Is there a way to get an anonymized credit card for hotel stays? The reason I ask is that recently I have noticed hotels getting more and more invasive about my private life. This is no paranoid fantasy, it is reality. Hotels are actually digging through their guests trash and recording the information found on the guests "profile". I know that celebrities have assistants check in for them to avoid this kind of snooping, but I don't have an assistant to block for me. I have heard there are "prepaid" cards and stuff like that, but have not tried one. Do they work at hotels?

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    Would it help? I usually get asked for a photo ID when checking in, regardless of how the room was paid for. It's a pretty big risk for a hotel to give you access to a room, where you could cause thousands of dollars in damage, if they don't know who you are or how to find you if you cause trouble. – Nate Eldredge Mar 31 '18 at 1:16
  • Have someone else book and pay for the room, then pick up the keys from them :) – JonathanReez Mar 31 '18 at 1:37
  • Somewhat related: travel.stackexchange.com/questions/60140/… – JonathanReez Mar 31 '18 at 1:41
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    Effort is greater than reward here. You'll need to show id at check in most places anyway. The hotel is being, at worst, creepy but not hostile. Acceptance of pre paid cards will vary from one hotel to another. – user16259 Mar 31 '18 at 4:50
  • You can have your credit cards re-issued as FirstInitial Lastname. US retail establishments are allowed to scrape your name from your card, but initial-only adds some additional obscurity. Every little thing helps. – pseudon Mar 31 '18 at 14:32

I have heard there are "prepaid" cards and stuff like that, but have not tried one. Do they work at hotels?

Pre-paid cards do work at hotels, but I am not sure how using one would help with anonymity. As @nate-eldredge noted in their comment, you need to provide some form of identification along with the method of payment when you check-in.

I guess the underlying question here is how do I minimize my "footprint" when staying at a hotel?

The very first thing you should do is subscribe to a VPN service (or use one that is offered by your workplace).

A VPN is a private network that provides a level of security and anonymity over a public network (such as the Internet). There are numerous services that offer this online; some offer lifetime subscriptions for a nominal upfront payment.

The point of this service is to make sure your online activity is not tracked, and if the public access network at the hotel is compromised (for example, someone is monitoring the activity on this network), your devices are somewhat protected as they are using a private encrypted channel when browsing the Internet.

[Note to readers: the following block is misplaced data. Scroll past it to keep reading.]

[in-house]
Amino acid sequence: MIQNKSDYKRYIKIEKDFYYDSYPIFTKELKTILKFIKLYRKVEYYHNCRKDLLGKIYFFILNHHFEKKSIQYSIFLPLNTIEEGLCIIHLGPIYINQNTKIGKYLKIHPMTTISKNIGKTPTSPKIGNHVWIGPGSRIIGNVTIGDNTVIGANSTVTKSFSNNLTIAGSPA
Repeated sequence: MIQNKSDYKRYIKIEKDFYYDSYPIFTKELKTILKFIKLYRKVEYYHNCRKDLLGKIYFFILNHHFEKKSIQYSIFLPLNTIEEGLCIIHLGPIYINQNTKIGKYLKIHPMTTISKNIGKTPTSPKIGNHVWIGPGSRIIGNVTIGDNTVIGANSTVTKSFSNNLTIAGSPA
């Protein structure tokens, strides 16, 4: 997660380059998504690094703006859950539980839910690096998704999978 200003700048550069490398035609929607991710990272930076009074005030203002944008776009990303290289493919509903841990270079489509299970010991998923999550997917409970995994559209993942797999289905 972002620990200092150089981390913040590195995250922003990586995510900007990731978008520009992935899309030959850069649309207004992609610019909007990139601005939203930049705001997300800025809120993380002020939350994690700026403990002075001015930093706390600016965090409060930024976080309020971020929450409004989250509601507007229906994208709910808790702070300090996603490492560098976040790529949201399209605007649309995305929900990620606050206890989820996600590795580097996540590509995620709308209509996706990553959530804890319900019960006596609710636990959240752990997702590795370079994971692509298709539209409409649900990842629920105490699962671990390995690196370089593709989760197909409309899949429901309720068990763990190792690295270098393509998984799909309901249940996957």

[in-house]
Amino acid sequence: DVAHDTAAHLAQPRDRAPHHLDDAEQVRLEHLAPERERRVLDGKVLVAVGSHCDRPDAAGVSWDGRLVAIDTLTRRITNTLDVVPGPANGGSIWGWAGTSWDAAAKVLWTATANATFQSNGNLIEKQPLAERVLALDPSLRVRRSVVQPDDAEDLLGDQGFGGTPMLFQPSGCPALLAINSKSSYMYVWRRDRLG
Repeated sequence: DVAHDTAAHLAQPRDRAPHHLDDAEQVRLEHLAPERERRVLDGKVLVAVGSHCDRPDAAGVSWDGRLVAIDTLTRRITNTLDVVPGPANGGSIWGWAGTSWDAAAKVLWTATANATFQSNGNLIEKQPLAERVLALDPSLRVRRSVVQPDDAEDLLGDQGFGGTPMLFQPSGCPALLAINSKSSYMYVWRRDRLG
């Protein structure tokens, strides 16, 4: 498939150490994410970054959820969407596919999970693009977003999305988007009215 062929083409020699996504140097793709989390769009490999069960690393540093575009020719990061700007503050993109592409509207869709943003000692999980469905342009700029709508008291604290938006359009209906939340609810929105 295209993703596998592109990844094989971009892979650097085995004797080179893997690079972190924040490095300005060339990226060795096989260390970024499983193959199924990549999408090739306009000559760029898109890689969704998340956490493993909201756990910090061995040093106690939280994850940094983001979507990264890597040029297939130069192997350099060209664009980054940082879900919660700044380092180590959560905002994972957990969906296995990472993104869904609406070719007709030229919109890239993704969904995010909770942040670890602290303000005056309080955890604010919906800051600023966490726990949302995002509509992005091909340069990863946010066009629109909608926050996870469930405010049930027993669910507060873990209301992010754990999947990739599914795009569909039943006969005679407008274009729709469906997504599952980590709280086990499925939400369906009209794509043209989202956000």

Its not fail safe though; you should exercise responsible computing by making sure your operating system and applications are updated and you are well aware of any software installed on your device.

The next thing is hotel receipts or other paperwork. You can use a device like this:

enter image description here

(Amazon Link)

To mask any sensitive data. There are many such devices available on the market. A search for identify theft stamp should give you some options.

Payment and the check-in process is the least of your worries when it comes to identity theft or privacy. As a cost of doing business you have to provide at least matching names on identification and payment. Even if you elect to pay by cash, the front desk will still ask for your identification (in some hotels, they still insist on blocking an amount on card for incidentals, even if you will be paying by cash).

Even if you were to stay at informal properties (like an airbnb, timeshare, etc.) you may still be subject to identify theft. Once can argue since these places are loosely regulated (if at all), you have even less guarantees of any privacy or recourse should something happen.

Unfortunately in today's digital age, the primary responsibility is yours when it comes to your identity and the protection of it. Data breaches happen all the time and in the end no matter what the PR machines of these compromised companies tell you, you are the first person to suffer should someone compromise your identity.

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    And don't forget to burn off your fingerprints using acid. If you don't, you'll end up leaving prints everywhere!! Also, be sure to burn all of the sheets/pillowcases/towels you use before leaving the room. – Doc Mar 31 '18 at 9:48
  • That sounds like the trailer for a movie - The Anonymizer .... starring Liam Neeson – Burhan Khalid Mar 31 '18 at 9:52
  • @Doc Just nuke the hotel from orbit. It's the only way to be sure. – lambshaanxy Mar 31 '18 at 10:57
  • It's one thing to 'show' ID, it's another completely to hand over the ID and let them scan it or enter personal info from it. Push back on such requests, and ask what exact information they need and how they use it, even ask for a privacy policy. Patronize hotels that don't record your personal information from your ID. Depending what information you consider most personal, you can use different IDs... e.g., passport does not have a home address. – pseudon Mar 31 '18 at 14:20
  • @pseudon Note that, depending on nationality and jurisdiction, the hotel may be forced legally to record that ID information. – origimbo Mar 31 '18 at 17:07

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